The moon is a reliable skywatching target for many amateur astronomers and now is one of most optimum times to take a look at Earth's lunar neighbor.
The moon will be at first quarter on Sunday (April 1). This means that it will be a quarter of the way around its monthly orbit and exactly halfway between new moon on March 22 and full moon on April 6.
The days on either side of first quarter phase of the moon are the best in the month for lunar observers. That's because the sunlight is coming directly from the right, casting long shadows which emphasize the lunar landscape. The rising sun casts the moon's topography in high relief.
Some of the moon's features are familiar from Earth: mountains, plains, and valleys. The similarities can be deceiving. The lunar plains were not laid down by ancient lakes or oceans, but were formed by lava flows after impacts from asteroids.
The most distinctive feature of the lunar topography is its craters. The skywatching map of the moon associated with this guide identifies many of the best lunar craters to look for during your moon-watching session.
Unlike the craters of Earth, which are mainly caused by volcanic action, the moon's craters were mostly formed by the impact of meteors and asteroids billions of years ago. Without any free water to erode them, these scars are still visible. Although there are many impact craters on Earth, nearly all have been eroded away, only detectable by geologic analysis. [How to See the Moon: Telescope Tips]
Although any small telescope will provide hours of study of the moon's surface, much of the moon's distinctive topography can be seen with binoculars or even the naked eye. Put a chair out on your deck any early evening this week, lean back, and study the moon.
The first thing you'll notice is that the moon is not symmetrical. The upper and lower halves look quite different. The top half (as seen from the northern hemisphere of Earth), consists mostly of the lunar plains called maria (singular mare), Latin for seas. They got this name from early astronomers who mistook their wide, dry, airless expanses for earthly seas. They are mostly a dark grey color.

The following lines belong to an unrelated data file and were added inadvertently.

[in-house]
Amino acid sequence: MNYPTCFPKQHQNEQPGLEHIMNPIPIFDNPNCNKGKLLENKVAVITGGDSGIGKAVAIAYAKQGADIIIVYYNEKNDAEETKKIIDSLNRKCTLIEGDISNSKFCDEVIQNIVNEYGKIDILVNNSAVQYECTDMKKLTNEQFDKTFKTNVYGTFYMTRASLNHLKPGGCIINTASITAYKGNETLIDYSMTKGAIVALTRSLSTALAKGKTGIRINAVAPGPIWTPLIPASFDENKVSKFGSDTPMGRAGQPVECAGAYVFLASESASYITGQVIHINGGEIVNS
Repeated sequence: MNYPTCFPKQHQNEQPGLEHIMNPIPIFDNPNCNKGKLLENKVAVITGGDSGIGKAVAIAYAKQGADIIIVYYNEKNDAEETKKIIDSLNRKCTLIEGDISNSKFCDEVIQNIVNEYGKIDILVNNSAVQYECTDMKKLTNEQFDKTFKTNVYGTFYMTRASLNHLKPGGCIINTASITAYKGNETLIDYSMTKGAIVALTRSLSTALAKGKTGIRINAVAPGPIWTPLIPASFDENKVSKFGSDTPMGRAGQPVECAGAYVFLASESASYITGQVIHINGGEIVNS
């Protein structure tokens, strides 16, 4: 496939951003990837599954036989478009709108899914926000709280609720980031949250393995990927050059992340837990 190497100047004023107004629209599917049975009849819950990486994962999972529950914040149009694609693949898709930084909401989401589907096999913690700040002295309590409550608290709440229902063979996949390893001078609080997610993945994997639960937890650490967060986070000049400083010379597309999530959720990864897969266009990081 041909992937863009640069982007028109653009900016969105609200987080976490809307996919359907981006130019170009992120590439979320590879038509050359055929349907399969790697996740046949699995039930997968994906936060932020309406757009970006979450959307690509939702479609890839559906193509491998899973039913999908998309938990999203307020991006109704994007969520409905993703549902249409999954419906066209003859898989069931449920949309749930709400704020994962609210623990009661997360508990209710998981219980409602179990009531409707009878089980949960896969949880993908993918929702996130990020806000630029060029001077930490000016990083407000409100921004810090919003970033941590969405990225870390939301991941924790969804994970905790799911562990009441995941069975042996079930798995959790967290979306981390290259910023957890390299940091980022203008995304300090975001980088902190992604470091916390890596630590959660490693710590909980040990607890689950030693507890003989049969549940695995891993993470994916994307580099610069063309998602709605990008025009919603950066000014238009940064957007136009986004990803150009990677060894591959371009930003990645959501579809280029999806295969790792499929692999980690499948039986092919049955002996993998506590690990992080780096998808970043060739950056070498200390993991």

The bottom half of the moon is lighter in color, mostly highlands covered with craters. The sunrise line is known as the lunar terminator.
Although it may not be obvious when viewed with the naked eye or binoculars, the terminator as seen through a telescope is constantly changing as the sun rises over the lunar surface. This changing pattern of sunlight and shadow is one of the most fascinating things to watch in a telescope. Put a high-power eyepiece in your telescope and study a particular crater as the sun rises over it.
The larger features of the moon are given fanciful names of mythical seas. For example, the central plain on the first quarter moon was named the Mare Tranquillitatis, Latin for the Sea of Tranquility. It was here on July 20, 1969 that Apollo 11 landed.
The mountain ranges on the moon are named after mountain ranges on Earth, such as the Apennine Mountains which divide the Mare Tranquillitatis from the larger Mare Serenitatis (Sea of Serenity) to its north.
The craters on the moon are mostly named for famous lunar scientists of the past. Nearly all are dead; the only living people with craters named after them are the Apollo astronauts. Because the ancient astronomers were mostly male, there are a series of craters carrying common female names, such as Ann, Carol, Diana, Grace, Kathleen, Louise, Mary, and Susan.
The most obvious craters around first quarter are the three large craters close to the center of the terminator: Ptolemaeus, Alphonsus, and Arzachel. In the north, Plato and Posidonius are prominent; in the south you can see Tycho and Clavius.
It's as much of a challenge to learn the names of the moon's surface features as it is to learn the names of the constellations or the brightest stars, and quite rewarding in its own way. It's a way of knowing more about our neighbor world while also honoring our predecessors in the study of the moon.
This article was provided to SPACE.com by Starry Night Education, the leader in space science curriculum solutions. Follow Starry Night on Twitter @StarryNightEdu.
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Geoff Gaherty was Space.com's Night Sky columnist and in partnership with Starry Night software and a dedicated amateur astronomer who sought to share the wonders of the night sky with the world. Based in Canada, Geoff studied mathematics and physics at McGill University and earned a Ph.D. in anthropology from the University of Toronto, all while pursuing a passion for the night sky and serving as an astronomy communicator. He credited a partial solar eclipse observed in 1946 (at age 5) and his 1957 sighting of the Comet Arend-Roland as a teenager for sparking his interest in amateur astronomy. In 2008, Geoff won the Chant Medal from the Royal Astronomical Society of Canada, an award given to a Canadian amateur astronomer in recognition of their lifetime achievements. Sadly, Geoff passed away July 7, 2016 due to complications from a kidney transplant, but his legacy continues at Starry Night.